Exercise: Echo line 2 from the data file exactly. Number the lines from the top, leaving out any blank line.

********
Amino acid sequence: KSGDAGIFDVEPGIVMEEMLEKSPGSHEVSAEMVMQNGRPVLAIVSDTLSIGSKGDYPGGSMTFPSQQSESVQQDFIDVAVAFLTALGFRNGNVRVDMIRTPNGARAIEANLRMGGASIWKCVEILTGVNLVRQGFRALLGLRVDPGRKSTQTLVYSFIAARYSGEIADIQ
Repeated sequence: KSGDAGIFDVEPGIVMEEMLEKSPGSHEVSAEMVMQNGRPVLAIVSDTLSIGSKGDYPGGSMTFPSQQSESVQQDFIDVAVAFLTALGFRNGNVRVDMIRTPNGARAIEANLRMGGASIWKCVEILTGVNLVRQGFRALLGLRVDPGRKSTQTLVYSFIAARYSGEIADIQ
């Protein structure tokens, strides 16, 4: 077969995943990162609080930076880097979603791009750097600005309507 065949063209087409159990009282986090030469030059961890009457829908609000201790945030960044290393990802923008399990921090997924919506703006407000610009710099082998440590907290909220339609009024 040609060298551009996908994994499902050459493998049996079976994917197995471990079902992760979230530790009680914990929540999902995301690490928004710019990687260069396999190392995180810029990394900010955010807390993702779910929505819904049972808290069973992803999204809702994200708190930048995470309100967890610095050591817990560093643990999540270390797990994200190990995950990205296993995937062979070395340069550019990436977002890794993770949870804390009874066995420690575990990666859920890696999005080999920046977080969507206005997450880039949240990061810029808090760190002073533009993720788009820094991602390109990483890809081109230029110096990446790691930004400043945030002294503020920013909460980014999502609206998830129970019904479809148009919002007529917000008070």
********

Repeated sequence: KSGDAGIFDVEPGIVMEEMLEKSPGSHEVSAEMVMQNGRPVLAIVSDTLSIGSKGDYPGGSMTFPSQQSESVQQDFIDVAVAFLTALGFRNGNVRVDMIRTPNGARAIEANLRMGGASIWKCVEILTGVNLVRQGFRALLGLRVDPGRKSTQTLVYSFIAARYSGEIADIQ